- GILTI: Final regulations June 2019
- IRS plans to establish separate webpages for the major international tax provisions enacted by the 2017 tax reform to provide informal taxpayer guidance. The webpages will follow a similar format that was adopted by the IRS to offer informal information regarding the TCJA’s transition tax.
- IRS: Restructuring the Advance Pricing and Mutual Agreement program (APMA) to consolidate resources and improve internal processes, including economists.
There is still significant uncertainty re: Sec. 965 repatriation tax, GILTI, FDII and BEAT provisions by taxpayers. It is hopeful that meaningful guidance will be issued shortly.
The US Tax Act GILTI regulations are under review, and should be released before the end of Q3, that will require review and incorporation into the annual ETR. The regulations are expected to address a consolidated, vs. separate shareholder, approach for the calculation as well as some guidance re: US expense allocation. EY’s Global Tax Alert summarizes the status of this guidance.
Additionally, guidance was recently released on Sec. 162(m) compensation, also necessitating review for Q3 reporting.
The proposed regulations that were released for Sec. 965, deemed repatriation tax, are expected to be followed up by final regulations by June 2019. The third quarter 2018 marks the end of the SAB 118 period to finalize such amounts, notwithstanding additional guidance in the future. Note, these regulations should provide definitive guidance on some pending items (inclusion of PTI for a E&P deficit foreign corporation; calculation of Sec. 986 gain for Sec. 965b E&P) that may require amending 2017 corporate income tax returns.
Significant tax developments have recently transpired for US / international tax.
- Section 965 Proposed Regulations have been issued, including discussion of potential stock basis elections that are critical to review (reference link).
- Proposed Regulations issued for capital expensing provisions of US Tax Act (reference link)
- IRS has published its statutory interpretation of their previously issued FAQ Q&A that 2017 overpayments of federal income tax are allocated solely to transitional tax liability in its entirety prior to allocating such amount to its 2018 federal income tax liability without transition tax. In summary, the reasoning is that the transition tax is a 2017 liability, notwithstanding the ability to make an election to pay in installments. Considerable debate is currently ongoing re: this latest development, as it seemingly obviates the election methodology solely for one instance of overpayments, yet preserving the ability of deferred payments if a prior year overpayment is not present.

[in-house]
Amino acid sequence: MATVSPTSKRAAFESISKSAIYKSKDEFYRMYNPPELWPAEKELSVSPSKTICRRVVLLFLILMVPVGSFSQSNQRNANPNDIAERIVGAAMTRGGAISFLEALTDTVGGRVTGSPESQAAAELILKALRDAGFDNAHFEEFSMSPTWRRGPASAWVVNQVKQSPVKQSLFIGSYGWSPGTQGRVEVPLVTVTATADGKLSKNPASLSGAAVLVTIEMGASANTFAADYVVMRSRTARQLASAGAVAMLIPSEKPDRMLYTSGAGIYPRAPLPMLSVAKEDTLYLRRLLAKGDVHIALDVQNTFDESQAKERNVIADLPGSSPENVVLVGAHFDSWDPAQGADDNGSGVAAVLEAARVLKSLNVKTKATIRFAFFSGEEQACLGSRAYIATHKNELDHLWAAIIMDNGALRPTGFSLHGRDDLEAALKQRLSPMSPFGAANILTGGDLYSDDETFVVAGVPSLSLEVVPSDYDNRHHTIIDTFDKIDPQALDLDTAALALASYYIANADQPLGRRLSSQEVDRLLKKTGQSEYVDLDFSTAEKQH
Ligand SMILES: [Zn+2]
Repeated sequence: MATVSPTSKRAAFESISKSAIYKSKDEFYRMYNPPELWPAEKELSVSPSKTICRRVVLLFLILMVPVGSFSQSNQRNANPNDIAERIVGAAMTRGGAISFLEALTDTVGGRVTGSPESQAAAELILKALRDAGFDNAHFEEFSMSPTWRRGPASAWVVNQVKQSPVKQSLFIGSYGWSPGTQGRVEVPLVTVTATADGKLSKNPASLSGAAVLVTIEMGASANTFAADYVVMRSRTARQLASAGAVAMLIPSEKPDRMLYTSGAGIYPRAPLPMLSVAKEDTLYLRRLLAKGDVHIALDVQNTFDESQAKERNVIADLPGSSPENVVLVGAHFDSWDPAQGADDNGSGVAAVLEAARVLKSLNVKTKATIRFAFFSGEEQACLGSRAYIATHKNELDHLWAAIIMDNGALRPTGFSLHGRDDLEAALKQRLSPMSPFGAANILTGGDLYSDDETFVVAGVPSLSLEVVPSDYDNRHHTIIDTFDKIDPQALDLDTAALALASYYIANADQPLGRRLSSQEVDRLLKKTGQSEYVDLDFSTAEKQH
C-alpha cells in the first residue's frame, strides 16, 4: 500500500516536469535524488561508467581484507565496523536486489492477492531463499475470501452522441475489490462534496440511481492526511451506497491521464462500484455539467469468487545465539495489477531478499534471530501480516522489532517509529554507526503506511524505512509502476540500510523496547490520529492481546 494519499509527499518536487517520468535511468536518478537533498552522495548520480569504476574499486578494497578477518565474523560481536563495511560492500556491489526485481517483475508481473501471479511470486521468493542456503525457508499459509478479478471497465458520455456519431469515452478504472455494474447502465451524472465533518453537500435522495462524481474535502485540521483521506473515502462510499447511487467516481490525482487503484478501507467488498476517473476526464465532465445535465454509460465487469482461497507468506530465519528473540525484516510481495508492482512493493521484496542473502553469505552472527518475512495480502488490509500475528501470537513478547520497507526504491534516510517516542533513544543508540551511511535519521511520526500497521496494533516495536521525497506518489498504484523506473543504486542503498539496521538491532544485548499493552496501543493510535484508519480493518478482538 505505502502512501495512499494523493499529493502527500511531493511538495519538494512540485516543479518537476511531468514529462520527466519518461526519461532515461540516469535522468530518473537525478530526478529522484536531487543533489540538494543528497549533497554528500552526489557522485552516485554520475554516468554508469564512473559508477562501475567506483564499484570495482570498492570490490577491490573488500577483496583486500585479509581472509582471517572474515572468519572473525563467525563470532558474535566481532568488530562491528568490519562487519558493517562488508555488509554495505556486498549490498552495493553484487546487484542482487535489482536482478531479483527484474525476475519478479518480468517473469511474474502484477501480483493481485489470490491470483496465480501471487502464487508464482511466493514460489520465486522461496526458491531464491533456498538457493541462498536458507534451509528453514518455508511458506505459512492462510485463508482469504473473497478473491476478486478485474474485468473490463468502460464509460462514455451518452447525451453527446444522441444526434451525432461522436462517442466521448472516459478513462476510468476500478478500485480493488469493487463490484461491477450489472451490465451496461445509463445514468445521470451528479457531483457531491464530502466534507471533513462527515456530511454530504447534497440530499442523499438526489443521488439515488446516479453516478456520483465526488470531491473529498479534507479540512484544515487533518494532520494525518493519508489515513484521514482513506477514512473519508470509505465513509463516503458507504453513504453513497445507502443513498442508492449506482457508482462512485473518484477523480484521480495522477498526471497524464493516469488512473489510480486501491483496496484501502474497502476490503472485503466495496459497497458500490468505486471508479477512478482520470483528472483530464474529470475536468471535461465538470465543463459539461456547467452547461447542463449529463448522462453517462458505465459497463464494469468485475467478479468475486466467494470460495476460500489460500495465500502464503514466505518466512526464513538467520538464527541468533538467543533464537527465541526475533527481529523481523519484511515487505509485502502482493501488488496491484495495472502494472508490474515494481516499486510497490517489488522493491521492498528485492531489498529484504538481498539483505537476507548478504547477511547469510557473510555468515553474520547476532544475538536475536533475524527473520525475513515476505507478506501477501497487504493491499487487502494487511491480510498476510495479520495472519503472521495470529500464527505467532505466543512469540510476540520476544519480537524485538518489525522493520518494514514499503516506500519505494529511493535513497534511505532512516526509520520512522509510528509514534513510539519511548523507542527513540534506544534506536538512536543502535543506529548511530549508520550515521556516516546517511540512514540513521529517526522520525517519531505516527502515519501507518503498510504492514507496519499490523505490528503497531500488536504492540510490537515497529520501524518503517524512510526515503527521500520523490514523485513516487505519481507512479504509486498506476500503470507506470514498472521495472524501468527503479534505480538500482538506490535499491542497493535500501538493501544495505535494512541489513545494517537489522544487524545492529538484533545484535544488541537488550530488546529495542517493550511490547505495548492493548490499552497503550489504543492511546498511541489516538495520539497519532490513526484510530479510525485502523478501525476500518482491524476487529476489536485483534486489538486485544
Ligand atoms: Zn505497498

The Ninth Circuit Court of Appeals has reversed the Tax Court’s holding in Altera v. Commissioner, and upheld a 2003 regulation that requires participants in a cost sharing arrangement (CSA) to treat stock-based compensation costs (SBC costs) as compensable. The Appellate Court concluded that the regulations were valid under general administrative law principles and that under current law, SBC costs should be treated as shared by participants in a CSA. It is important to note that the Tax Court’s taxpayer-favorable opinion is still precedent and authority for taxpayers located in geographical areas outside of the Ninth Circuit’s jurisdiction.
The IRS Foreign Account Tax Compliance Act (FATCA) certification portal is now live. The FATCA Registration System has been updated to allow for the completion and submission of the certification of pre-existing accounts and periodic certifications. The IRS is recommending that all FATCA registered entities should monitor their message board for notifications. The registration system allows for the establishment of an online account for financial institutions to register with the IRS, renew their agreement, and complete and submit FATCA certifications.
EY’s Global Tax Alert discusses some of the latest developments.
Technical and lengthy documentation re: the above highlights will need critical reading and review in the very near future for US / international tax professionals.